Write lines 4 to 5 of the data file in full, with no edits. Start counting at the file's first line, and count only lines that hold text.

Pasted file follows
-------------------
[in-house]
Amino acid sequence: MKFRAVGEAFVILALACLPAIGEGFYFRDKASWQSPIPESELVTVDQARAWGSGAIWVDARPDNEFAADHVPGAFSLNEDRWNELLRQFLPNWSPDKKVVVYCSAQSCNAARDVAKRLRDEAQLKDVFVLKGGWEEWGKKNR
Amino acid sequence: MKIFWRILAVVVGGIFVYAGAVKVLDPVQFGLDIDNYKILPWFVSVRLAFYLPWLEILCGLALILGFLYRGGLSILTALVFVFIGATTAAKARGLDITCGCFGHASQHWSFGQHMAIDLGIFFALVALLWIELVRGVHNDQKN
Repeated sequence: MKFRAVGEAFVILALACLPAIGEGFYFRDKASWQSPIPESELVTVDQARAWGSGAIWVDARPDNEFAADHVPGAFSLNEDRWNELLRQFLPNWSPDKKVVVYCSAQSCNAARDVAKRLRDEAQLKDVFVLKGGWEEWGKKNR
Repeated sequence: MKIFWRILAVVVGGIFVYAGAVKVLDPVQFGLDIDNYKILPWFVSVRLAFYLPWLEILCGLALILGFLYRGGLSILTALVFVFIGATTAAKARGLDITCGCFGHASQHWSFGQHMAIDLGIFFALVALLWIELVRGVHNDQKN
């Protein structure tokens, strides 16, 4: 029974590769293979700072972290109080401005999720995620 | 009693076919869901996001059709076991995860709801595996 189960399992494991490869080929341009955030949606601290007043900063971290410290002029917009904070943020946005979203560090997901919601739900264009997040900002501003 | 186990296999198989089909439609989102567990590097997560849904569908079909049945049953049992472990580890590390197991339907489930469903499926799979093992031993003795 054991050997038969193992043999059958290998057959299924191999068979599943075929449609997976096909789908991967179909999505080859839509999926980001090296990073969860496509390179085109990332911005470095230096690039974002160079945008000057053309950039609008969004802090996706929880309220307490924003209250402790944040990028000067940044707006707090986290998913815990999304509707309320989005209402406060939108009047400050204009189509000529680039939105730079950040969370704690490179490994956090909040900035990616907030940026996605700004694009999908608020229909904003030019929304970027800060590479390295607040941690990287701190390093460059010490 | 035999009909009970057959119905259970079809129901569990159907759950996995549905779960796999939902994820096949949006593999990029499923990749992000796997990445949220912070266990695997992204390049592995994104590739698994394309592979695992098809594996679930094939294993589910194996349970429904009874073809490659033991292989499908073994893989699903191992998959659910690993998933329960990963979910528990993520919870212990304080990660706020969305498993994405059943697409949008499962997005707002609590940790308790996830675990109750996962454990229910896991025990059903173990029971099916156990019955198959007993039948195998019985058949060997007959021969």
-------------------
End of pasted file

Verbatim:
Repeated sequence: MKFRAVGEAFVILALACLPAIGEGFYFRDKASWQSPIPESELVTVDQARAWGSGAIWVDARPDNEFAADHVPGAFSLNEDRWNELLRQFLPNWSPDKKVVVYCSAQSCNAARDVAKRLRDEAQLKDVFVLKGGWEEWGKKNR
Repeated sequence: MKIFWRILAVVVGGIFVYAGAVKVLDPVQFGLDIDNYKILPWFVSVRLAFYLPWLEILCGLALILGFLYRGGLSILTALVFVFIGATTAAKARGLDITCGCFGHASQHWSFGQHMAIDLGIFFALVALLWIELVRGVHNDQKN